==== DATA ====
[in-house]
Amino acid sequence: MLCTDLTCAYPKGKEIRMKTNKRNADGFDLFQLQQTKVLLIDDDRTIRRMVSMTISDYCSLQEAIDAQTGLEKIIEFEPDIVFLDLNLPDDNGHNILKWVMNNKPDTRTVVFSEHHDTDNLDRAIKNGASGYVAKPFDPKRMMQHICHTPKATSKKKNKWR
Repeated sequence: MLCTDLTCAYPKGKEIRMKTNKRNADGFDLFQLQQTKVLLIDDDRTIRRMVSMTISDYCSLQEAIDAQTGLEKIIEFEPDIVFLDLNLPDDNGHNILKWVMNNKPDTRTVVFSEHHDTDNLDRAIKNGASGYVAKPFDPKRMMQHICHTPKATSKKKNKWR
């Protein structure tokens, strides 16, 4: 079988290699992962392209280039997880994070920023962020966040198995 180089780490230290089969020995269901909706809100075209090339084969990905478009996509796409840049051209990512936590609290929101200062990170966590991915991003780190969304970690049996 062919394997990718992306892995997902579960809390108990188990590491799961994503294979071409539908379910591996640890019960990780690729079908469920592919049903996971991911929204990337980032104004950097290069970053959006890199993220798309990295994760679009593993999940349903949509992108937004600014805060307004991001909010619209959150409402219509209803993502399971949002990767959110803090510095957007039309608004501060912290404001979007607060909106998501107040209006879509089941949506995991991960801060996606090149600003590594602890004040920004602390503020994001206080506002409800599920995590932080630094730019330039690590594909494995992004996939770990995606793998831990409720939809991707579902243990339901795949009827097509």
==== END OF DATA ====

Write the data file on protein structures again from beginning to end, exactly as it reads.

[in-house]
Amino acid sequence: MLCTDLTCAYPKGKEIRMKTNKRNADGFDLFQLQQTKVLLIDDDRTIRRMVSMTISDYCSLQEAIDAQTGLEKIIEFEPDIVFLDLNLPDDNGHNILKWVMNNKPDTRTVVFSEHHDTDNLDRAIKNGASGYVAKPFDPKRMMQHICHTPKATSKKKNKWR
Repeated sequence: MLCTDLTCAYPKGKEIRMKTNKRNADGFDLFQLQQTKVLLIDDDRTIRRMVSMTISDYCSLQEAIDAQTGLEKIIEFEPDIVFLDLNLPDDNGHNILKWVMNNKPDTRTVVFSEHHDTDNLDRAIKNGASGYVAKPFDPKRMMQHICHTPKATSKKKNKWR
């Protein structure tokens, strides 16, 4: 079988290699992962392209280039997880994070920023962020966040198995 180089780490230290089969020995269901909706809100075209090339084969990905478009996509796409840049051209990512936590609290929101200062990170966590991915991003780190969304970690049996 062919394997990718992306892995997902579960809390108990188990590491799961994503294979071409539908379910591996640890019960990780690729079908469920592919049903996971991911929204990337980032104004950097290069970053959006890199993220798309990295994760679009593993999940349903949509992108937004600014805060307004991001909010619209959150409402219509209803993502399971949002990767959110803090510095957007039309608004501060912290404001979007607060909106998501107040209006879509089941949506995991991960801060996606090149600003590594602890004040920004602390503020994001206080506002409800599920995590932080630094730019330039690590594909494995992004996939770990995606793998831990409720939809991707579902243990339901795949009827097509």